As of Aug. 2, the Department of Agriculture had confirmed 23 cases of vesicular stomatitis in horses and 15 cases in cattle in Colorado. The USDA confirmed several cases of vesicular stomatitis in Texas in May, and cases in New Mexico in June.
The tristate outbreak is the first vesicular stomatitis outbreak in the United States since 1998. At press time, there were more than 100 confirmed cases in horses and cattle, and at least 62 premises quarantined in the three states.
Vesicular stomatitis outbreaks occur periodically in the United States. The disease can cause great concern when livestock are affected because its clinical signs mimic those of foot-and-mouth disease in susceptible species, and FMD has not been seen in the United States since 1929. Horses are not susceptible to FMD, so that was ruled out in the cases involving horses. However, when cattle, pigs, sheep, or other cloven-hooved animals develop signs such as sores and blisters, laboratory tests must be run to differentiate between the two diseases.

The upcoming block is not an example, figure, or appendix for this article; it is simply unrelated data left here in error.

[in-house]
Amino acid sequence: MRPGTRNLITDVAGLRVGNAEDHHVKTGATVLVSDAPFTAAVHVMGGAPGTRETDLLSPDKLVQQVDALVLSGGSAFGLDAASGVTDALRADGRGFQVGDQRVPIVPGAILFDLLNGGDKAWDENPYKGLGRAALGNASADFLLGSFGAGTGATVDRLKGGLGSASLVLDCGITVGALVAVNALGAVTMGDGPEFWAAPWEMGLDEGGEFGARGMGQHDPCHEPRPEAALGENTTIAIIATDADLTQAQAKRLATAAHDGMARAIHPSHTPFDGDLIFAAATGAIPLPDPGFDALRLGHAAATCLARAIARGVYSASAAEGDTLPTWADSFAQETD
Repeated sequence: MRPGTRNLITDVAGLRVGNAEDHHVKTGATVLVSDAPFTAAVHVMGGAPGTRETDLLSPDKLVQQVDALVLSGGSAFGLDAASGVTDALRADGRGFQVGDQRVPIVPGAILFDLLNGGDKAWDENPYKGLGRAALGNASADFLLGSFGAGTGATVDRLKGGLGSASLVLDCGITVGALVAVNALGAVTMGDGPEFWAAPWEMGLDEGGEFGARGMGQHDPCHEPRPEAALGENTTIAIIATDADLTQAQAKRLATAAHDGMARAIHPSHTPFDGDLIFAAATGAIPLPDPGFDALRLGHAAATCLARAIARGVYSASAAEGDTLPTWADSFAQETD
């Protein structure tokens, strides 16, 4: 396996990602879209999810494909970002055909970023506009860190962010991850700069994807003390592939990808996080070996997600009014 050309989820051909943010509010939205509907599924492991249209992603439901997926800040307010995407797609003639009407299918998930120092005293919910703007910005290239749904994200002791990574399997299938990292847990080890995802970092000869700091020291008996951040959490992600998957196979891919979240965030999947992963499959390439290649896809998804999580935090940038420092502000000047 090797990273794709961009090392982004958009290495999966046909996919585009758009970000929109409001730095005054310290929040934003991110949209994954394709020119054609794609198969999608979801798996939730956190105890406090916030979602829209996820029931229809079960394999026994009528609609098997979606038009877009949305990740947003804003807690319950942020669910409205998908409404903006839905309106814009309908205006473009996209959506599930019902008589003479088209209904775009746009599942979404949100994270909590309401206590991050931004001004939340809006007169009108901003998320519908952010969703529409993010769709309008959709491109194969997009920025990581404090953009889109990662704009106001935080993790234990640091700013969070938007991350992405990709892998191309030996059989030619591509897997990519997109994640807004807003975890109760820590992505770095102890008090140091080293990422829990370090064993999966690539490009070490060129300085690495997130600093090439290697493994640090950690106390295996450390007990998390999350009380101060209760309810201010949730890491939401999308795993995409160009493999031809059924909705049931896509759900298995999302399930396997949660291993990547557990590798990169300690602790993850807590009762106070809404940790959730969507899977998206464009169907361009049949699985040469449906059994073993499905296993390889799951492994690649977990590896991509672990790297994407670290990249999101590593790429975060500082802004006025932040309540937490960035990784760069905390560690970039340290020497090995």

The virus that causes vesicular stomatitis is transmitted by arthropods. It also may be passed from animal to animal when saliva or the fluid from ruptured blisters contaminates equipment or feed. Humans also may contract vesicular stomatitis and develop flulike symptoms.
More information about vesicular stomatitis is available at the USDA Animal and Plant Health Inspection Service's Web site, www.aphis.usda.gov/lpa/issues/vs/vs.html.